Dissertation Defense

Wireless Data Transmission Systems for High Channel Count Neural Recording/ Stimulation Microsystems

Yu-Ju Lin
3316 EECS BuildingMap
Yu-Ju Lin


In the past few decades, there has been a significant progress in the development of wireless data transmission systems, from high data rate to ultra-low power applications, from G-b per second to RFID systems, it has spread its wing to attend to all requests. One specific area, in particular, is in need of wireless data transmission to permit its full potential, and that is implantable bio-medical application.  To understand how brain functions, neural scientists are in the pursuit of high channel count, high density recordings for free- moving animals, yet wire tethering issue has put the mission on pause.

In this work, an ultra-low power ultra-wide band (UWB) transmitter with feedforward pulse generation scheme to resolve the long-existing problem in UWB transmitter is proposed. It provides high data rate capability to enable 1000 channel count broadband neural recording, assuming 10-bit resolution with a sampling rate of 20 kHz for both action potential (AP) and local field potential (LFP) recording, while remaining in ultra- low power consumption at 4.32 pJ/b. Following the transmitter, a bit- wise time -division (B-TDD) duplex transceiver without cancellation scheme is then presented to empower the bi-directional communication between the wireless and recording/ stimulating module. The receiver works at U-NII band and shares the same antenna with UWB transmitter, reducing the area consumption as well as indulging in low power consumption constraint for implantable systems. The system can support uplink at 200 Mbps for 1000 recording channels and 10 Mbps downlink for 36 stimulation channels. With a light weight, 3.7 Volt 25mAh rechargeable battery, it should be able to operate more than 3 hours straight with recording and stimulation channels in mice, assuming 1 LED channel with 100 µA, 10% duty-cycled stimulating current.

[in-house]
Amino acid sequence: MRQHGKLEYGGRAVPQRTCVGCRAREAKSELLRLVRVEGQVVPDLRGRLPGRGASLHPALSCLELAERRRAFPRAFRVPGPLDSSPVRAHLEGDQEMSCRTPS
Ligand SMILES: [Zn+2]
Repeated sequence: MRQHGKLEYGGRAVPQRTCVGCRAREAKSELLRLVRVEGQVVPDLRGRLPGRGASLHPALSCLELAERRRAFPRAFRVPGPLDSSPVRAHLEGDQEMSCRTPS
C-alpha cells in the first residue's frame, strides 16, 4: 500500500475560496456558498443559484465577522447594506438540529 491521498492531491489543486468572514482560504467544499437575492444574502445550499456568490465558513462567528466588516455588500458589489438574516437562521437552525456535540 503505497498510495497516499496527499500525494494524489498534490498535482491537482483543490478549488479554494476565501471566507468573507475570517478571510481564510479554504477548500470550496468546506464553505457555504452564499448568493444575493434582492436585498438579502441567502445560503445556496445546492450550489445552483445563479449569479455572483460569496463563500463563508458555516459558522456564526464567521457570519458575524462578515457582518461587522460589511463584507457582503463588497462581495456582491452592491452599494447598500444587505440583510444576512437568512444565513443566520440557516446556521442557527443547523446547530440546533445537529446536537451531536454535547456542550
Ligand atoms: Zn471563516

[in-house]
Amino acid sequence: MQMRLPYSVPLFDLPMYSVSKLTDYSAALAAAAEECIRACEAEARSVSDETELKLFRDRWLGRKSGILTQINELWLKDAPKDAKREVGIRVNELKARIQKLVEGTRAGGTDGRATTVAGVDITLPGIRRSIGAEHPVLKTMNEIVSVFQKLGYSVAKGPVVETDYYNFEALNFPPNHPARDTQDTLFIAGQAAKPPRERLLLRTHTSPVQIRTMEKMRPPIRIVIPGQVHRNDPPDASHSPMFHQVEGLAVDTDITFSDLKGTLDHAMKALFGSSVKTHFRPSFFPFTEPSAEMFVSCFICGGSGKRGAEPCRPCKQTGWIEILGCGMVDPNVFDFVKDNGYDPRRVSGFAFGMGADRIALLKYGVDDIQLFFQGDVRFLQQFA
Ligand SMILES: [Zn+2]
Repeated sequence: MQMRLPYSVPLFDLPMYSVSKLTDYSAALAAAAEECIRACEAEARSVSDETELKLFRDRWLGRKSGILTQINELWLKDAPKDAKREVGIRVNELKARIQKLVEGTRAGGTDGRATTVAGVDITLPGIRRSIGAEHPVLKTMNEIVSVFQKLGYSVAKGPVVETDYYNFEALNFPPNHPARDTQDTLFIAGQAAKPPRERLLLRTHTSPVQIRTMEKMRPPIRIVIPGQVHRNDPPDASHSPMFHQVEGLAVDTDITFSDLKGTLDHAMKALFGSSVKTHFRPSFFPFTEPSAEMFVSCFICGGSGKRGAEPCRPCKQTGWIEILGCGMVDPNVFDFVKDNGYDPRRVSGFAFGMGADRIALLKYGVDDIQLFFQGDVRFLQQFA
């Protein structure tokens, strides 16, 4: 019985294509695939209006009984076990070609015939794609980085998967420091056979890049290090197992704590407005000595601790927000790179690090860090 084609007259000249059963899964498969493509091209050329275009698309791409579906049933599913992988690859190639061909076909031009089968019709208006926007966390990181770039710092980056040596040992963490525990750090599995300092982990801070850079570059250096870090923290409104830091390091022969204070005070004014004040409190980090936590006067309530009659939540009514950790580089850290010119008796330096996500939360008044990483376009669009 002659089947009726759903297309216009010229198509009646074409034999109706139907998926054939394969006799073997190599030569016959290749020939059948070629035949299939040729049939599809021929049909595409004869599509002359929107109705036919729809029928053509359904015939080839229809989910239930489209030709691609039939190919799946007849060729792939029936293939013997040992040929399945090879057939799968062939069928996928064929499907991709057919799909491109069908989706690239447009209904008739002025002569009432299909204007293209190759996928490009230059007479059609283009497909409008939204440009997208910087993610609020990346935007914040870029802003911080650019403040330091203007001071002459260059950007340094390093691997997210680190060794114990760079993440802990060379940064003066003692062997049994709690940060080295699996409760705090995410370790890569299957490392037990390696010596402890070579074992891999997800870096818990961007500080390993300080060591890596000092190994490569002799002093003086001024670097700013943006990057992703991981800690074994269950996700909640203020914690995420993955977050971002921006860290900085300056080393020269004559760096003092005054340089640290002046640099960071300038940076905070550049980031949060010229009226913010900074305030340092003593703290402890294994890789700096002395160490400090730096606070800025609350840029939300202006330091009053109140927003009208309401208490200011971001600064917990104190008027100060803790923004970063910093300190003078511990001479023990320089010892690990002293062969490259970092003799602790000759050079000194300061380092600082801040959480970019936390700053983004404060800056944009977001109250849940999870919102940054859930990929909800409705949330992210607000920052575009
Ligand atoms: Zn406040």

The B-TDD transceiver is integrated with our recording/ stimulation optogenetic IC to show as a complete wireless system of implantable broadband optogenetic neural modulation and recording platform. The full integration is less than 5 gram so it is suitable for rodent experiments.

Chair: Professor Euisik Yoon